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Monday, 13 May, 2002, 16:42 GMT 17:42 UK
Why I hate Cannes
Photographers at Cannes
Kermode has shunned the press pack at Cannes
test hello test
By Mark Kermode
BBC Radio Five Live film critic
I don't go to the Cannes Film Festival.

Indeed, I consider myself a fully paid-up Cannes Conscientious Objector. If the whole area simply fell into the sea and sank, I wouldn't be sad.

When it comes to the Croissette, my motto is "Cannes Don't".

Why? Well, first off it's in France. Secondly, the weather is atrocious - all sunshine and heat-waves, an abomination to any true movie lover who understands that the only healthy way to exist is in the dark and (preferably) dank.

Thirdly, the place is absolutely full of "media journalists", international hacks desperate for a story, panic-stricken about their next looming deadline, and duty-bound to impress upon their readers/listeners the myth that there's a really great cultural party happening over here, to which they have been invited but you haven't.

Robert Altman
Robert Altman's Kansas City was "stupefyingly dreadful!
I say all this with some authority because I did Cannes myself for six miserable years as Radio One's allegedly chirpy film critic.

Waving goodbye to my dignity as I slithered off the plane on opening night, I then shamelessly whored myself around the Croissette for the next fortnight, spending three-and-a-half minutes in the company of any nit-wit celebrity in town in the pathetic hope of filing "upbeat" stories from the festival.

It was a disaster.

As a film critic, my main objection to Cannes is the festival has nothing to do with films.

Woody Allen's new movie opens the festival
Woody Allen's new movie opens 2002's festival
Even the press-screenings there are an abomination, attended by near-psychotic scribes whose faculties have been terminally impaired by the loathsome environment, watching movies they can't understand at times that they were never meant to be seen, in the company of others who (if truth be told) don't want to be their either.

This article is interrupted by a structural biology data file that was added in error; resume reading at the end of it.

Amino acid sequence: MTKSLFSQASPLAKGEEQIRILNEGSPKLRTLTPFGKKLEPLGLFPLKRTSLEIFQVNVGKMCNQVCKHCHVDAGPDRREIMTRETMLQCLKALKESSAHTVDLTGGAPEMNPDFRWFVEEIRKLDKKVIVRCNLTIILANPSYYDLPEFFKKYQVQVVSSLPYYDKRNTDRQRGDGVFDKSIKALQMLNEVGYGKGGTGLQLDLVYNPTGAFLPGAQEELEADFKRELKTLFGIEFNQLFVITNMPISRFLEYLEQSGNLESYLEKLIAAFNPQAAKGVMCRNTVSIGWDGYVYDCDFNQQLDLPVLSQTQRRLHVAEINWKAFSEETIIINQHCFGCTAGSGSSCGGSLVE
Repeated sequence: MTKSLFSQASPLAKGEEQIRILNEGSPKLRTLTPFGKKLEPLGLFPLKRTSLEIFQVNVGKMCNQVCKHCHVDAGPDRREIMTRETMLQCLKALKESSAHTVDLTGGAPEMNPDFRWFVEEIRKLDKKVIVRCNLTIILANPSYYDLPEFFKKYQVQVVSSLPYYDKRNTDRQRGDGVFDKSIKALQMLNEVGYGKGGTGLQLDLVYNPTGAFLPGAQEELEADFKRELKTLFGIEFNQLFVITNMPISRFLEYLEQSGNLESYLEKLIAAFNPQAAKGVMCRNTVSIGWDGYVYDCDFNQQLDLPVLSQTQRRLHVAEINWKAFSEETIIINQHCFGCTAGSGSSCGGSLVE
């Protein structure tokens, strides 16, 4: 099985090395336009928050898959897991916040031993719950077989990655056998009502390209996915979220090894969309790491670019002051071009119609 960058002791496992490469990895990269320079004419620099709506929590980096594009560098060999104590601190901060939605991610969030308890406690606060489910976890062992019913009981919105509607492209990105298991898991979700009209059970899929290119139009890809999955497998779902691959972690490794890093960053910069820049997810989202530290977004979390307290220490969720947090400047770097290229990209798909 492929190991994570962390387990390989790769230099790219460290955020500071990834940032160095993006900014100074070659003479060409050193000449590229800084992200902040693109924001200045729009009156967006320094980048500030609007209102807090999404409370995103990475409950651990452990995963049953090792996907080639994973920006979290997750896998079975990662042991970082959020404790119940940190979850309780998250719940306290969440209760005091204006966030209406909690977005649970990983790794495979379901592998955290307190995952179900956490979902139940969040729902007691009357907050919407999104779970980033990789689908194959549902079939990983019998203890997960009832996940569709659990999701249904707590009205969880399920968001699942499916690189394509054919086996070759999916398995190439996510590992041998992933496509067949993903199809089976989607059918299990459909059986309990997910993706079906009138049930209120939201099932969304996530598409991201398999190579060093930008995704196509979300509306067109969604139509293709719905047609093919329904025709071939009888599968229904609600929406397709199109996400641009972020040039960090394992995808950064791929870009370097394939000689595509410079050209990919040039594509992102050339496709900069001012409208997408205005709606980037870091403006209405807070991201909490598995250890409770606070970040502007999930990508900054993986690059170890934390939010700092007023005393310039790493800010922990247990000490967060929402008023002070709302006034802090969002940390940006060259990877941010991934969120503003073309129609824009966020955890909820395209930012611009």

I had to watch Robert Altman's stupefyingly dreadful Kansas City not once but twice because, after hating it at an 8am screening in France, I couldn't tell whether my hostility was a result of loathing the film or the festival. (It turned out to be both).

No, Cannes is not a film festival but an exercise in ritual humiliation.

The breaking point for me came one afternoon as critics queued to watch an unfinished print of Michael Bay's no-brainer Armageddon (not in competition, obviously).

Nicole Kidman
Nicole Kidman drew the crowds last year
Standing on a broiling pavement amidst a ruck of panicked hacks scrumming for the "privilege" to watch a bad film which no one wanted to see, in a form which wasn't even as good as it was going to be when it was finished (which wasn't even any good then) I felt the will to live slowly ebbing away.

A security guard grabbed my arm and started to explain in pigeon English that the ticket I was holding was not actually a ticket for the unfinished film.

He said it was for the finished fairground ride which was being laid on to convince the people who were about to watch the unfinished film that it was better than they all knew it really was (or would be once it was finished).

I realised that the only thing that was finished was me.

Cannes attracts thousands of hopefuls
Earlier that day I had been thrown out of an official screening of Lars Von Trier's critically acclaimed The Idiots for shouting "Il est merde! Il est merde!" from the back of the auditorium.

Now, I was being ejected from the other end of the Cannes spectrum, from an out-of-competition Hollywood marketing bash which was technically nothing to do with the festival, but which we all knew was the real reason most people were here.

In both cases, all I really wanted was an excuse to leave.

So I left.


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